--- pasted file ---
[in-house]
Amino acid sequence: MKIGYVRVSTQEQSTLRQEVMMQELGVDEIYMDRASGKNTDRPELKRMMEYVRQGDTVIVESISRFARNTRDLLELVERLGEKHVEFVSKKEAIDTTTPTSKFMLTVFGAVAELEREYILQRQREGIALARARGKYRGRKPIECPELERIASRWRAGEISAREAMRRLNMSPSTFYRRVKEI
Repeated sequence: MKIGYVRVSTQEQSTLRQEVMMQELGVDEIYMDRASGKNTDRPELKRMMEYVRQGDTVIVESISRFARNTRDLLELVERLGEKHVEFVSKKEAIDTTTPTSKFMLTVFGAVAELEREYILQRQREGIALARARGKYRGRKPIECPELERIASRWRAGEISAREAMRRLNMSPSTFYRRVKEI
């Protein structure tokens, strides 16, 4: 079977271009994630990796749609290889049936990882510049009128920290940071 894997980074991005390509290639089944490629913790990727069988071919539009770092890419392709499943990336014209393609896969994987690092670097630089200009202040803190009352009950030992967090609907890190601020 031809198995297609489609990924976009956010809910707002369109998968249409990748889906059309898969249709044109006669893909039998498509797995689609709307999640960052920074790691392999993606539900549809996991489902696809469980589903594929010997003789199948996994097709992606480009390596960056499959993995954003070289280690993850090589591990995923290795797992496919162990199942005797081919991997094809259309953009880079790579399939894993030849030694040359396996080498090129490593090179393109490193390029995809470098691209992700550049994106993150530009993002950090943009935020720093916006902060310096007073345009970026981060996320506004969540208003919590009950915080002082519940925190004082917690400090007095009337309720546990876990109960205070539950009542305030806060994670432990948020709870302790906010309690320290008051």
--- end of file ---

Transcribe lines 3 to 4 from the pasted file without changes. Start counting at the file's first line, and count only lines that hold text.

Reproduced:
Repeated sequence: MKIGYVRVSTQEQSTLRQEVMMQELGVDEIYMDRASGKNTDRPELKRMMEYVRQGDTVIVESISRFARNTRDLLELVERLGEKHVEFVSKKEAIDTTTPTSKFMLTVFGAVAELEREYILQRQREGIALARARGKYRGRKPIECPELERIASRWRAGEISAREAMRRLNMSPSTFYRRVKEI
């Protein structure tokens, strides 16, 4: 079977271009994630990796749609290889049936990882510049009128920290940071 894997980074991005390509290639089944490629913790990727069988071919539009770092890419392709499943990336014209393609896969994987690092670097630089200009202040803190009352009950030992967090609907890190601020 031809198995297609489609990924976009956010809910707002369109998968249409990748889906059309898969249709044109006669893909039998498509797995689609709307999640960052920074790691392999993606539900549809996991489902696809469980589903594929010997003789199948996994097709992606480009390596960056499959993995954003070289280690993850090589591990995923290795797992496919162990199942005797081919991997094809259309953009880079790579399939894993030849030694040359396996080498090129490593090179393109490193390029995809470098691209992700550049994106993150530009993002950090943009935020720093916006902060310096007073345009970026981060996320506004969540208003919590009950915080002082519940925190004082917690400090007095009337309720546990876990109960205070539950009542305030806060994670432990948020709870302790906010309690320290008051």